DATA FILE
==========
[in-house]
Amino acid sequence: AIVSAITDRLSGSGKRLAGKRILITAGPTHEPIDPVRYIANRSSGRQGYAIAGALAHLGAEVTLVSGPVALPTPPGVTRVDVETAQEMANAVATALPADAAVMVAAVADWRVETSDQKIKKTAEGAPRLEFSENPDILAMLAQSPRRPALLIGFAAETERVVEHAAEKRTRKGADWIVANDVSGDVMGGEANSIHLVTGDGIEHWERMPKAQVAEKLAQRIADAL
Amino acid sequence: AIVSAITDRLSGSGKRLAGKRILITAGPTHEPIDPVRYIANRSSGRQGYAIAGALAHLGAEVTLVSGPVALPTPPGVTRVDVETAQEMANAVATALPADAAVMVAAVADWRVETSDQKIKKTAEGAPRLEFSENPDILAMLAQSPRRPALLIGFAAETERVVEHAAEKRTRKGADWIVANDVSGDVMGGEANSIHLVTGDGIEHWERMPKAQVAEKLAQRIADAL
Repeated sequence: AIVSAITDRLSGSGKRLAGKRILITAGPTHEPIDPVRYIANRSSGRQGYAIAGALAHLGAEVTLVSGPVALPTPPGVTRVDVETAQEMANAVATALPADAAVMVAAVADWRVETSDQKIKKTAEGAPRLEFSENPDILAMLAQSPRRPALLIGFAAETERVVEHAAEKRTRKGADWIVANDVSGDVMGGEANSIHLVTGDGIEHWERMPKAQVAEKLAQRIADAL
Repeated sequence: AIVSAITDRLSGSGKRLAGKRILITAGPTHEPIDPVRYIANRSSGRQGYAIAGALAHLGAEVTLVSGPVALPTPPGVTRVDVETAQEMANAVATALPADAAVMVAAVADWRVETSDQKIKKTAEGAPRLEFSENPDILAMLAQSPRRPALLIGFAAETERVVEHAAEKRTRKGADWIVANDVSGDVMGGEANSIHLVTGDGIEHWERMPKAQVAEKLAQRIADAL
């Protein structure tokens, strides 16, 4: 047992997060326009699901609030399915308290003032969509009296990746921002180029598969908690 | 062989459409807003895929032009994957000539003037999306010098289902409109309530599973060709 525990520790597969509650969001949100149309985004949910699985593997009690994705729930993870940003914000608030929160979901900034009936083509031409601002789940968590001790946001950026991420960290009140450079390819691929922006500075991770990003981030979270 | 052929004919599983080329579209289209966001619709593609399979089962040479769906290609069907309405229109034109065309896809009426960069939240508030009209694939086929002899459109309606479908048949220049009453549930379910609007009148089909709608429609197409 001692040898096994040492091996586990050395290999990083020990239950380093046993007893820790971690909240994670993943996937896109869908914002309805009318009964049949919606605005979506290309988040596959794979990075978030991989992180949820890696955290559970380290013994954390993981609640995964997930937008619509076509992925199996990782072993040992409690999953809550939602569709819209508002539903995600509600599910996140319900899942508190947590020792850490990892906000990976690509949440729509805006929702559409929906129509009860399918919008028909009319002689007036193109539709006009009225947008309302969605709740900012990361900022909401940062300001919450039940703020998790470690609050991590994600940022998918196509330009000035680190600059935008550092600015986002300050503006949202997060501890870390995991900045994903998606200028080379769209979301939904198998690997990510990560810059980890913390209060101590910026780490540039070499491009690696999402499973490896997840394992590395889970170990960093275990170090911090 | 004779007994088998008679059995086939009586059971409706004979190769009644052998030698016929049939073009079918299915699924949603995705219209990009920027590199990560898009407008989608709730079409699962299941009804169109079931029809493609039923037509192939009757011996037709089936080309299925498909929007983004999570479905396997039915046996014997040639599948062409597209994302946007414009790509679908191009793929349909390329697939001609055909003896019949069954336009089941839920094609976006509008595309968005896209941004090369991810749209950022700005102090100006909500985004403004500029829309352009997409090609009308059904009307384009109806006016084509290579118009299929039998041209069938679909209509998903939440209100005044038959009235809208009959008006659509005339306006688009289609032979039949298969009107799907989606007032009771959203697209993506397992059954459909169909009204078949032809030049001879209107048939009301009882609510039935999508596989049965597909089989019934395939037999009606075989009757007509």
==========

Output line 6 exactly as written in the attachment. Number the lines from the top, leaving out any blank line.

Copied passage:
């Protein structure tokens, strides 16, 4: 047992997060326009699901609030399915308290003032969509009296990746921002180029598969908690 | 062989459409807003895929032009994957000539003037999306010098289902409109309530599973060709 525990520790597969509650969001949100149309985004949910699985593997009690994705729930993870940003914000608030929160979901900034009936083509031409601002789940968590001790946001950026991420960290009140450079390819691929922006500075991770990003981030979270 | 052929004919599983080329579209289209966001619709593609399979089962040479769906290609069907309405229109034109065309896809009426960069939240508030009209694939086929002899459109309606479908048949220049009453549930379910609007009148089909709608429609197409 001692040898096994040492091996586990050395290999990083020990239950380093046993007893820790971690909240994670993943996937896109869908914002309805009318009964049949919606605005979506290309988040596959794979990075978030991989992180949820890696955290559970380290013994954390993981609640995964997930937008619509076509992925199996990782072993040992409690999953809550939602569709819209508002539903995600509600599910996140319900899942508190947590020792850490990892906000990976690509949440729509805006929702559409929906129509009860399918919008028909009319002689007036193109539709006009009225947008309302969605709740900012990361900022909401940062300001919450039940703020998790470690609050991590994600940022998918196509330009000035680190600059935008550092600015986002300050503006949202997060501890870390995991900045994903998606200028080379769209979301939904198998690997990510990560810059980890913390209060101590910026780490540039070499491009690696999402499973490896997840394992590395889970170990960093275990170090911090 | 004779007994088998008679059995086939009586059971409706004979190769009644052998030698016929049939073009079918299915699924949603995705219209990009920027590199990560898009407008989608709730079409699962299941009804169109079931029809493609039923037509192939009757011996037709089936080309299925498909929007983004999570479905396997039915046996014997040639599948062409597209994302946007414009790509679908191009793929349909390329697939001609055909003896019949069954336009089941839920094609976006509008595309968005896209941004090369991810749209950022700005102090100006909500985004403004500029829309352009997409090609009308059904009307384009109806006016084509290579118009299929039998041209069938679909209509998903939440209100005044038959009235809208009959008006659509005339306006688009289609032979039949298969009107799907989606007032009771959203697209993506397992059954459909169909009204078949032809030049001879209107048939009301009882609510039935999508596989049965597909089989019934395939037999009606075989009757007509």